Bridge Beat

The Investors Game – Are Investors the Cause of the Housing Crisis in GTA?



The housing crisis that is facing all new home buyers and existing home buyers trying to refinance their homes is top of mind with politicians and voters alike. There isn’t a day that goes by that there isn’t another article in the Toronto Star or the Globe & Mail on who is to blame, and what the solutions are. One of the most recent positions taken by the Toronto Star has severely criticized and blamed investors for creating both the housing shortage and housing unaffordability.  (Clarrie Feinstein’s article on December 2, 2023)

She espouses a theory that low interest rates and lack of rent control made condominium investing exceptionally attractive thereby diverting the market to investors and raising prices and rents. She does give a nod to the fact that because the provincial government got out of the non-profit housing business back in the early 90s when Mike Harris was elected, new housing supply became dependent on the private market. But suddenly the private market is bad and people investing to earn a good return is something that should be avoided. 

In fact, the lack of rent control did nothing to spur multi-purpose rental construction because market rents were far too low to justify the investment by institutional investors such as pension funds, REITs, etc. 

It was, therefore, left to the home building industry to develop a product that was affordable for purchasers and renters, on the one hand, and also attractive to investors whose investment was needed in order to get large projects off the ground. Relying upon home owner purchasers alone would not be enough to create the supply that was needed. A large project of 400 units cannot take 2-3 years to find a market whilst selling only to owner occupiers. 

The Toronto Star also ignores the housing policy enunciated by the former Liberal government in 2005 to limit low-rise sprawl and encourage very strongly intensification via higher density projects. This was accomplished by taking 2,000,000 acres of potential development land out of the marketplace and into the Greenbelt and also making regulations much tougher on low-rise housing. 

The only product left to be built was high-rise. Low-rise continued to be built but at much higher prices due to less land supply and, therefore, fewer houses for sale.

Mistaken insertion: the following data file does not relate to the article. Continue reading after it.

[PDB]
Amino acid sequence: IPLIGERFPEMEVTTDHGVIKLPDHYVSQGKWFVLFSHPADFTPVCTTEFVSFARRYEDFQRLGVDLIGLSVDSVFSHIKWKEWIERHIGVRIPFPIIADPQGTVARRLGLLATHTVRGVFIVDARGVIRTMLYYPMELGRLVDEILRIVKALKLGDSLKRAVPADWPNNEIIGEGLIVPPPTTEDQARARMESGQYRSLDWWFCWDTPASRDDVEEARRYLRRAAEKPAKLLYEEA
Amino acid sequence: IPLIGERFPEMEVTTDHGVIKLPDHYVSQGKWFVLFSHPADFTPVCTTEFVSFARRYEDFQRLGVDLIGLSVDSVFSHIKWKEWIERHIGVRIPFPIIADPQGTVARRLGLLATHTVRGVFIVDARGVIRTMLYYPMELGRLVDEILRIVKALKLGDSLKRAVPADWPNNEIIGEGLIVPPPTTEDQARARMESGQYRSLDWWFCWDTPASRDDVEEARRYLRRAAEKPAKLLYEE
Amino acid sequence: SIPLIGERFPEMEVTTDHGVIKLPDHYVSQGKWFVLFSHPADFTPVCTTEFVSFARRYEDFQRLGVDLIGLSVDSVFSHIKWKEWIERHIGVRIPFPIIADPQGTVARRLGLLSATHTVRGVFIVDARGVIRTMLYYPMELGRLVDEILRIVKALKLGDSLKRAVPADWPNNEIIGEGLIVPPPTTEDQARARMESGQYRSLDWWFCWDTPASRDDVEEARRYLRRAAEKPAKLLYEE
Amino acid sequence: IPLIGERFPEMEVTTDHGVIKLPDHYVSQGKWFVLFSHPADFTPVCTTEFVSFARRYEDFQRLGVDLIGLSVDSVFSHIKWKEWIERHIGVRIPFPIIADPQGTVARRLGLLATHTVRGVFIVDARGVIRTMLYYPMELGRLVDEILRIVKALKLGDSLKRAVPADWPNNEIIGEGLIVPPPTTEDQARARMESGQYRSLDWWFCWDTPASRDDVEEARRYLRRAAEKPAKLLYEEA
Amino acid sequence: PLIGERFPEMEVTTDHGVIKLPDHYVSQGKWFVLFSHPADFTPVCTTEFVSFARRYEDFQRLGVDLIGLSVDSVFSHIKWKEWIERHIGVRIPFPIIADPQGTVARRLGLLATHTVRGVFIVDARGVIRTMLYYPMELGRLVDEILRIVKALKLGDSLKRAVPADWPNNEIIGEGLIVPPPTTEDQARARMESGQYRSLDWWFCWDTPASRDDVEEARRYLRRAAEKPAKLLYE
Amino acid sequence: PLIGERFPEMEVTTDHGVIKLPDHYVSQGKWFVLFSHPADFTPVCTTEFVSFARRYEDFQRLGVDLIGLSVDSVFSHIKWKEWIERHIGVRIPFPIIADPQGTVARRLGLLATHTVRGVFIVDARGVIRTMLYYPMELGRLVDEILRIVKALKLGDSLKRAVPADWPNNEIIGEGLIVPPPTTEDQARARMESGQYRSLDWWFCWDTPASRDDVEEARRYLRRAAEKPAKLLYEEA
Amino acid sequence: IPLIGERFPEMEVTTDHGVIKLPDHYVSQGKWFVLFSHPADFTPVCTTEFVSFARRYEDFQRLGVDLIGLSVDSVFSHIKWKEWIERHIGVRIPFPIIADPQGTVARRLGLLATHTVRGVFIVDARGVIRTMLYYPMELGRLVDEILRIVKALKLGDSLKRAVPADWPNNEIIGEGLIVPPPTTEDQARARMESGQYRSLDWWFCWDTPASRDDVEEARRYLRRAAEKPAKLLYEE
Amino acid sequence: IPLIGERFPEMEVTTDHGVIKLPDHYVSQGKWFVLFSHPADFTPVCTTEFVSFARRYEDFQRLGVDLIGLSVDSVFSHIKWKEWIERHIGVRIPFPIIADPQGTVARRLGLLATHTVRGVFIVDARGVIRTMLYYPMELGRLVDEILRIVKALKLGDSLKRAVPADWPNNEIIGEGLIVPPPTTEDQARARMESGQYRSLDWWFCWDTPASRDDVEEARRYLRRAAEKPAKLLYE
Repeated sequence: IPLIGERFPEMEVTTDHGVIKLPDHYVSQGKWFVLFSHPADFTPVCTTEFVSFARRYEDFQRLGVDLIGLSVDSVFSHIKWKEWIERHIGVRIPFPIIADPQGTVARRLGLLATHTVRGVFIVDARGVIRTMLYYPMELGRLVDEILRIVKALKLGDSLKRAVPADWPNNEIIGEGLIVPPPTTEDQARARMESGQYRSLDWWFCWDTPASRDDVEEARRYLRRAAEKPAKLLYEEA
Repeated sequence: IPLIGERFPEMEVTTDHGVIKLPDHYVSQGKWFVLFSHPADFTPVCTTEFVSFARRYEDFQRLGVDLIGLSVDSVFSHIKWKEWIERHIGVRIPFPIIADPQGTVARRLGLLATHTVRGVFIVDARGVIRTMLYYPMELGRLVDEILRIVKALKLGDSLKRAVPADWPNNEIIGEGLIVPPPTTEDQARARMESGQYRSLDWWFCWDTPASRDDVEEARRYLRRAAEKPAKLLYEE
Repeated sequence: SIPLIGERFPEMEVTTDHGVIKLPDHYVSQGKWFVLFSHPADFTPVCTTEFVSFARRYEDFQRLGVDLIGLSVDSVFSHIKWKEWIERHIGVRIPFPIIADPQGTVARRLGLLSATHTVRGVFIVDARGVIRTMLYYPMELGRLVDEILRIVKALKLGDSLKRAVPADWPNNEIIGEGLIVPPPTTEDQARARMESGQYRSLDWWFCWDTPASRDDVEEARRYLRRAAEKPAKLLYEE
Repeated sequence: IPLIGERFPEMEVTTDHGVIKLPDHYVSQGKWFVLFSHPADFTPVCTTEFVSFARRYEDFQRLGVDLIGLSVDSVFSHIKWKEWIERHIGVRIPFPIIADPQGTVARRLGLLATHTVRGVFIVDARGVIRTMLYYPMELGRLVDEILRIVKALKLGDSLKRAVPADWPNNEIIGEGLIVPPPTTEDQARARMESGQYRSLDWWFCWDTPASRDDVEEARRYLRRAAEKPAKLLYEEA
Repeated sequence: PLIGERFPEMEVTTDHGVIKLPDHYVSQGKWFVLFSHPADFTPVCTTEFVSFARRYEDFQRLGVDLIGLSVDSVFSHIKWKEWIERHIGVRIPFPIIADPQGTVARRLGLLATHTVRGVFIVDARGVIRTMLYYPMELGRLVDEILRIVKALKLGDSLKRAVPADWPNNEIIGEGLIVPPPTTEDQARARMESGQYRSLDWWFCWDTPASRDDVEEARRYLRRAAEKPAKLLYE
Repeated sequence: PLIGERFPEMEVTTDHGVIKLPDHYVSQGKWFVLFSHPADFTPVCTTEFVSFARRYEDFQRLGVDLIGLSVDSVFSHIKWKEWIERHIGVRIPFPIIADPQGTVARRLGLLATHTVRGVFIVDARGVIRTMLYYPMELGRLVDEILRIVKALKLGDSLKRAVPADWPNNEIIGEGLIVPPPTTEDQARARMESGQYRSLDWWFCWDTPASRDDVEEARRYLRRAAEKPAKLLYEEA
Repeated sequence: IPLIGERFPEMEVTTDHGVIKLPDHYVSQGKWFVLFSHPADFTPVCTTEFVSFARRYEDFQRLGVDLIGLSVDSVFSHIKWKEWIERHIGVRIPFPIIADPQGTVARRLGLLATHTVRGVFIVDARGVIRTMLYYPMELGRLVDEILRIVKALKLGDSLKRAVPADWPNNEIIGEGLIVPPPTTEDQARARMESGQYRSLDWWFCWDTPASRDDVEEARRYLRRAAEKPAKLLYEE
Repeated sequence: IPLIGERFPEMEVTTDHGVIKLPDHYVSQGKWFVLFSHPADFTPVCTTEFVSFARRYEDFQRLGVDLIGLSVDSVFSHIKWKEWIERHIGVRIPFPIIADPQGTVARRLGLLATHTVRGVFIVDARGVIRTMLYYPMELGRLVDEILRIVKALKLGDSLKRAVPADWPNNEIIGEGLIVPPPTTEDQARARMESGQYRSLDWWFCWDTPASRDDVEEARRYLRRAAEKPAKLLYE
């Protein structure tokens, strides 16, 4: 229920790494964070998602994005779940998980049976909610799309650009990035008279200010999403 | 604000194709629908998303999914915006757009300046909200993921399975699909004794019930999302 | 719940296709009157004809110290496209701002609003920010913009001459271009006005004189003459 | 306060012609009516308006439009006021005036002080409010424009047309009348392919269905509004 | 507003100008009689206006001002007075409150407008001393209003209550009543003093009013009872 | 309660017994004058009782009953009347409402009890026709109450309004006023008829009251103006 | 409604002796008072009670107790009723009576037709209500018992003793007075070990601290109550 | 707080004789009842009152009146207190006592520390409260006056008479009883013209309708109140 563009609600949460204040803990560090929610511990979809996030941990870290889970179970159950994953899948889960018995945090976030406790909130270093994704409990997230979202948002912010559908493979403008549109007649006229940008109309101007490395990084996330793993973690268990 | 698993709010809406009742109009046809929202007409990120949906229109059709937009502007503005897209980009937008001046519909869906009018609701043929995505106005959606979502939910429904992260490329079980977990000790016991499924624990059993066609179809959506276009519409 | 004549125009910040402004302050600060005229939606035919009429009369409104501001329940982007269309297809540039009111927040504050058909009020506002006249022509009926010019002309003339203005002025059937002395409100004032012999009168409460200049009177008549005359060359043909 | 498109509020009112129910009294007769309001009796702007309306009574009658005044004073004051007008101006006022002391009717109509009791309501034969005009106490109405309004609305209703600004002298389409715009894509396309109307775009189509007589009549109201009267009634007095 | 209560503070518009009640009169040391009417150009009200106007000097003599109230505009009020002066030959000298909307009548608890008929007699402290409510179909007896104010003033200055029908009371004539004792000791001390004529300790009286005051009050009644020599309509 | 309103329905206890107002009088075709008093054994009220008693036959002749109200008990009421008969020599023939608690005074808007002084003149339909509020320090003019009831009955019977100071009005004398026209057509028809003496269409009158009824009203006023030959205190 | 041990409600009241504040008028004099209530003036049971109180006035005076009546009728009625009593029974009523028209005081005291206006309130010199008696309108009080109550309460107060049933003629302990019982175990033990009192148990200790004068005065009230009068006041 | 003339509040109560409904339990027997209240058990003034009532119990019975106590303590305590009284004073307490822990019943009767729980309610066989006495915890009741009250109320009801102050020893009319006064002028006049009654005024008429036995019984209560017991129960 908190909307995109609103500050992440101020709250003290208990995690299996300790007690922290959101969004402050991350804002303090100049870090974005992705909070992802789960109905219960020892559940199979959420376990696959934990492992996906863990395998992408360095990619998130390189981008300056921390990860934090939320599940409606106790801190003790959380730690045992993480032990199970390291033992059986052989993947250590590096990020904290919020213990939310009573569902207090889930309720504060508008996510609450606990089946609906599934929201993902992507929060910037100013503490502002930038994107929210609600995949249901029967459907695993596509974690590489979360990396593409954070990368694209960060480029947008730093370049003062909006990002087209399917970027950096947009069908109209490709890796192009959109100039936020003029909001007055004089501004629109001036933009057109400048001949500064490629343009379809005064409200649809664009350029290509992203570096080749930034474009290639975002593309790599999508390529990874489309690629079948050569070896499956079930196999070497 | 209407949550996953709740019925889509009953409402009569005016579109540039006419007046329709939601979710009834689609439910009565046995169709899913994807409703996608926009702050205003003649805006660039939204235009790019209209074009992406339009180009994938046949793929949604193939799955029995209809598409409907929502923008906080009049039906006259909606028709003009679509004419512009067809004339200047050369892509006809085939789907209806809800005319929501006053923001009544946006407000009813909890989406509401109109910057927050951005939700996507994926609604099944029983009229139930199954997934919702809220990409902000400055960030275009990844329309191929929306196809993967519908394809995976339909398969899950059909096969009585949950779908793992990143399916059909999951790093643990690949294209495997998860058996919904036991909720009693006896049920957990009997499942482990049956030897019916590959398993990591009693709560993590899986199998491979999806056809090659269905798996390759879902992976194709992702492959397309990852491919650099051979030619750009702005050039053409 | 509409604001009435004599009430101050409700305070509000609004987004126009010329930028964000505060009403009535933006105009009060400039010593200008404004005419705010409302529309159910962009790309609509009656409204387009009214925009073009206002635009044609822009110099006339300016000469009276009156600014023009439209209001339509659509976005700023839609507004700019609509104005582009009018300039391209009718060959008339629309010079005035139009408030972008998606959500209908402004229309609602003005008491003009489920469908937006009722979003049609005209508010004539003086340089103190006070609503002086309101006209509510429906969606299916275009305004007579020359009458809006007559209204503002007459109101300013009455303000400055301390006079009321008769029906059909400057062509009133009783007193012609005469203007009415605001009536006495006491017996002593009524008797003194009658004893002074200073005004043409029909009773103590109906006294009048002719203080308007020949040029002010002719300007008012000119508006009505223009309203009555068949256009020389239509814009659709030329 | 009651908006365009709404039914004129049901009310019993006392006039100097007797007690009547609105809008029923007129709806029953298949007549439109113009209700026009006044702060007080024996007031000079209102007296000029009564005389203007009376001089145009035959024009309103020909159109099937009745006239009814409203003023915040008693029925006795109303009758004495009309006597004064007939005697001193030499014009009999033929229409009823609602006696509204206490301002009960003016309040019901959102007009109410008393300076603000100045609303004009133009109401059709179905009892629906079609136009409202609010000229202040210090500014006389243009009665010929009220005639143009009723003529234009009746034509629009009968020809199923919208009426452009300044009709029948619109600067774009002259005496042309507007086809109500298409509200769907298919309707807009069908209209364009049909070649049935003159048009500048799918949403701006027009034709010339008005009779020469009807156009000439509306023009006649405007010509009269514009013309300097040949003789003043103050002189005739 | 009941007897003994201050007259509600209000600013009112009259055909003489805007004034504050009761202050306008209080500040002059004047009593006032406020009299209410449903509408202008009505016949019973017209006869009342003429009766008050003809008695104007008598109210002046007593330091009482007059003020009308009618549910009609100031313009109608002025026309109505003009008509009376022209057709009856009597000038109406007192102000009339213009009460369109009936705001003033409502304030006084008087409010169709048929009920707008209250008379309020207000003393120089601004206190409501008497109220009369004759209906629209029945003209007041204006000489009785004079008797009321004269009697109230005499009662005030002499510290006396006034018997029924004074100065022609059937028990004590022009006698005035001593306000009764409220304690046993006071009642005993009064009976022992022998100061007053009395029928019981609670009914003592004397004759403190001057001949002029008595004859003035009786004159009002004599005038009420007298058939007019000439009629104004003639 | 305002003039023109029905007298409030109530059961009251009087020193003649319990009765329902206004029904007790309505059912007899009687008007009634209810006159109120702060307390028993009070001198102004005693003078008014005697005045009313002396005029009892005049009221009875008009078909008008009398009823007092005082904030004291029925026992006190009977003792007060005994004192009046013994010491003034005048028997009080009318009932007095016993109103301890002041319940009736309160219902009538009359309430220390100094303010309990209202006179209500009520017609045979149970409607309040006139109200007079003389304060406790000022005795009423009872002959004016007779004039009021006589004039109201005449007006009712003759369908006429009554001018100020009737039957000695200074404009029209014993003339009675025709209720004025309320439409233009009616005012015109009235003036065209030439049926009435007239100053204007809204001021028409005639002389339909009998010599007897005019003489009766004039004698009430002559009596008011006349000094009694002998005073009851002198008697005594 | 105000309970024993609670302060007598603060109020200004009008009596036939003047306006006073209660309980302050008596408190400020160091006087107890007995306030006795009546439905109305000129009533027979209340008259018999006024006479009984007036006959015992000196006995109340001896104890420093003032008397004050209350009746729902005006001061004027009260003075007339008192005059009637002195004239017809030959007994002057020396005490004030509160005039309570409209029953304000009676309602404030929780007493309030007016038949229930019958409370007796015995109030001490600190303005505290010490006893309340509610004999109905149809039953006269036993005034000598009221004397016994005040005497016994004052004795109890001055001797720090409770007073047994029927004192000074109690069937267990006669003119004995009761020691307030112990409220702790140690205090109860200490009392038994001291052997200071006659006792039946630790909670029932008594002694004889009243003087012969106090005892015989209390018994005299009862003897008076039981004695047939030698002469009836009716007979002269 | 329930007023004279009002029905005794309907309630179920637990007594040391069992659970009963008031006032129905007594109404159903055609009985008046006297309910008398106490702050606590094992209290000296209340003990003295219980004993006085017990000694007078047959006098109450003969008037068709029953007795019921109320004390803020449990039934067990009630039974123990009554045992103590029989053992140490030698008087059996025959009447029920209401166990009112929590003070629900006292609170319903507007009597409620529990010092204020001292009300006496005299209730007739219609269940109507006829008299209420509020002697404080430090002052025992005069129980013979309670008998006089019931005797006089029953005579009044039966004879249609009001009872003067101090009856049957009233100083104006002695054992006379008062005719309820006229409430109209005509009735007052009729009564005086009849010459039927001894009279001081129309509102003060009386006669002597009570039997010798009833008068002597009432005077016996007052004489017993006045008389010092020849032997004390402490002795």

Some of the experts in her article complained that we are missing the mid-rise density with bigger apartments that allow for more variety of housing in the city. But of course, that can’t be done when land supply is constricted, 25% of the purchase price goes to taxes and the only way for developers of intensified projects to make money is to build larger projects at smaller units.  Smaller units, unfortunately, are more attractive to investors and without those investors, those projects won’t get built.

Blaming investors who potentially own over 50% of new condominiums (I don’t argue with these statistics) for creating overpriced housing, either from a purchaser perspective or a renter perspective, is backwards. If investors had not been encouraged to invest in high-rise condominiums, there would be absolutely no new rental supply since 1991. It took until 2015 or 2016 for rents to catch up to a level that institutions could start looking at getting a reasonable return for new purpose-built rental projects. Until then, the market had to rely on private builders and private investors buying significant portions of project and either selling them or renting them.  It wasn’t the ideal solution but unfortunately, the government had no other solution. In fact, by virtue of its intensification goals that were created and encouraged by the Liberal governments since 2005, there was no option but to build up.

When rents and returns finally got to the point where institutional investors were coming back into the market to build multi-purpose built rental, Kathleen Wynne, in her desperate effort to maintain a Liberal majority in the 2017 election, reversed the rent control legislation put into place in 1991 and essentially froze all new housing at current levels. That put an end to the embryonic purpose-built rental industry. In her infinite wisdom and against recommendations from her own staff, she refused to even allow rent increases that would provide institutions with a 3%-4% return on their new investments to encourage purpose-built rental. Again, politics stuck its ugly nose into a marketplace that was going to finally produce purpose-built rental and not rely on investors.

Now of course, with interest rates escalating and construction costs going through the roof during COVID-19, institutions investing in purpose-built rentals are finding that projects are no longer viable even at the increased rents. So many of these projects are on hold. But that will change when interest rates come down and the institutions realize that in the long-term, there will be a good return for their purpose-built rentals, as long as there is no freeze on rent increases for new rentals, at least for a reasonable period of time (at least 10 years).

But don’t blame the investors and the private market. Without them, the housing crisis would have been a total calamity the last 30 years.